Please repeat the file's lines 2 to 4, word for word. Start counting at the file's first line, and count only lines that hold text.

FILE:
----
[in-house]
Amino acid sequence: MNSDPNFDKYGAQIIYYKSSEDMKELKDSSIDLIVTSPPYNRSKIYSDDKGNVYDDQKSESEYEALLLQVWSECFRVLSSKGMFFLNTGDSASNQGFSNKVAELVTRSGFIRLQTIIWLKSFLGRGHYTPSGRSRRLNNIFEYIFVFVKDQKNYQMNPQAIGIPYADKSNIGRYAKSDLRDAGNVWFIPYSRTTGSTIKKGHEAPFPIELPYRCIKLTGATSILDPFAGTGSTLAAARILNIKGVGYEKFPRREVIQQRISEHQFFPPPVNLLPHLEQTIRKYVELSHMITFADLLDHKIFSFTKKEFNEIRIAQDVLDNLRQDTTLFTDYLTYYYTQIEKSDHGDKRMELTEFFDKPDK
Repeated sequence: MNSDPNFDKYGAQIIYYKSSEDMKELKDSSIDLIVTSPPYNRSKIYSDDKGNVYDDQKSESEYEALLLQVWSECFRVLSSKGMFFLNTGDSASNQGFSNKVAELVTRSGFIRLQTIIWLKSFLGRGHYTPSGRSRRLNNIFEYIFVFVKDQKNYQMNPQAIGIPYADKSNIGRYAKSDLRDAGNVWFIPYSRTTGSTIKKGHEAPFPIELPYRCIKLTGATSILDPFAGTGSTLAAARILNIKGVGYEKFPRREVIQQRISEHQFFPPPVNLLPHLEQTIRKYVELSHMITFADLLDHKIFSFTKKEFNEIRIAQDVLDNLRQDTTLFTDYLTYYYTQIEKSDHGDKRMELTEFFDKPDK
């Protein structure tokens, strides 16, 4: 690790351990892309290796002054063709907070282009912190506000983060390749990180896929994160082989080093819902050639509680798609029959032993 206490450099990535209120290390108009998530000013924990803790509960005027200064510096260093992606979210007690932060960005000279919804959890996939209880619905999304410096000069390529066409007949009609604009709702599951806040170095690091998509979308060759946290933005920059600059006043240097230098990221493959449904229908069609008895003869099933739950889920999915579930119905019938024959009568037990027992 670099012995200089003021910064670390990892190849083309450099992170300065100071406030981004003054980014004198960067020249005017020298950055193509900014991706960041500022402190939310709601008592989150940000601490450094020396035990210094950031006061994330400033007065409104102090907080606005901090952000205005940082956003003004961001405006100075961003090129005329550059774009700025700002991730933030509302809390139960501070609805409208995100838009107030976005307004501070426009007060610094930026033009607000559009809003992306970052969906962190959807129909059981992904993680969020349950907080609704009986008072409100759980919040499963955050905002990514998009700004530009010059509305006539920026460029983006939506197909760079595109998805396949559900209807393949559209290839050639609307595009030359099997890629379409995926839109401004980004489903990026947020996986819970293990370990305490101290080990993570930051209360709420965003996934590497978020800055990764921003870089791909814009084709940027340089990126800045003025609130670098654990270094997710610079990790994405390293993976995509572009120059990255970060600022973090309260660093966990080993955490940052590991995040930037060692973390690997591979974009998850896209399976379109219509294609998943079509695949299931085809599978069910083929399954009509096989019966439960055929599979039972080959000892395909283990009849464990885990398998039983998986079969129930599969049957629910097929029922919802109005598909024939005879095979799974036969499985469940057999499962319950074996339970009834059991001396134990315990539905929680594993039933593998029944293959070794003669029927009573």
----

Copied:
Amino acid sequence: MNSDPNFDKYGAQIIYYKSSEDMKELKDSSIDLIVTSPPYNRSKIYSDDKGNVYDDQKSESEYEALLLQVWSECFRVLSSKGMFFLNTGDSASNQGFSNKVAELVTRSGFIRLQTIIWLKSFLGRGHYTPSGRSRRLNNIFEYIFVFVKDQKNYQMNPQAIGIPYADKSNIGRYAKSDLRDAGNVWFIPYSRTTGSTIKKGHEAPFPIELPYRCIKLTGATSILDPFAGTGSTLAAARILNIKGVGYEKFPRREVIQQRISEHQFFPPPVNLLPHLEQTIRKYVELSHMITFADLLDHKIFSFTKKEFNEIRIAQDVLDNLRQDTTLFTDYLTYYYTQIEKSDHGDKRMELTEFFDKPDK
Repeated sequence: MNSDPNFDKYGAQIIYYKSSEDMKELKDSSIDLIVTSPPYNRSKIYSDDKGNVYDDQKSESEYEALLLQVWSECFRVLSSKGMFFLNTGDSASNQGFSNKVAELVTRSGFIRLQTIIWLKSFLGRGHYTPSGRSRRLNNIFEYIFVFVKDQKNYQMNPQAIGIPYADKSNIGRYAKSDLRDAGNVWFIPYSRTTGSTIKKGHEAPFPIELPYRCIKLTGATSILDPFAGTGSTLAAARILNIKGVGYEKFPRREVIQQRISEHQFFPPPVNLLPHLEQTIRKYVELSHMITFADLLDHKIFSFTKKEFNEIRIAQDVLDNLRQDTTLFTDYLTYYYTQIEKSDHGDKRMELTEFFDKPDK
């Protein structure tokens, strides 16, 4: 690790351990892309290796002054063709907070282009912190506000983060390749990180896929994160082989080093819902050639509680798609029959032993 206490450099990535209120290390108009998530000013924990803790509960005027200064510096260093992606979210007690932060960005000279919804959890996939209880619905999304410096000069390529066409007949009609604009709702599951806040170095690091998509979308060759946290933005920059600059006043240097230098990221493959449904229908069609008895003869099933739950889920999915579930119905019938024959009568037990027992 670099012995200089003021910064670390990892190849083309450099992170300065100071406030981004003054980014004198960067020249005017020298950055193509900014991706960041500022402190939310709601008592989150940000601490450094020396035990210094950031006061994330400033007065409104102090907080606005901090952000205005940082956003003004961001405006100075961003090129005329550059774009700025700002991730933030509302809390139960501070609805409208995100838009107030976005307004501070426009007060610094930026033009607000559009809003992306970052969906962190959807129909059981992904993680969020349950907080609704009986008072409100759980919040499963955050905002990514998009700004530009010059509305006539920026460029983006939506197909760079595109998805396949559900209807393949559209290839050639609307595009030359099997890629379409995926839109401004980004489903990026947020996986819970293990370990305490101290080990993570930051209360709420965003996934590497978020800055990764921003870089791909814009084709940027340089990126800045003025609130670098654990270094997710610079990790994405390293993976995509572009120059990255970060600022973090309260660093966990080993955490940052590991995040930037060692973390690997591979974009998850896209399976379109219509294609998943079509695949299931085809599978069910083929399954009509096989019966439960055929599979039972080959000892395909283990009849464990885990398998039983998986079969129930599969049957629910097929029922919802109005598909024939005879095979799974036969499985469940057999499962319950074996339970009834059991001396134990315990539905929680594993039933593998029944293959070794003669029927009573």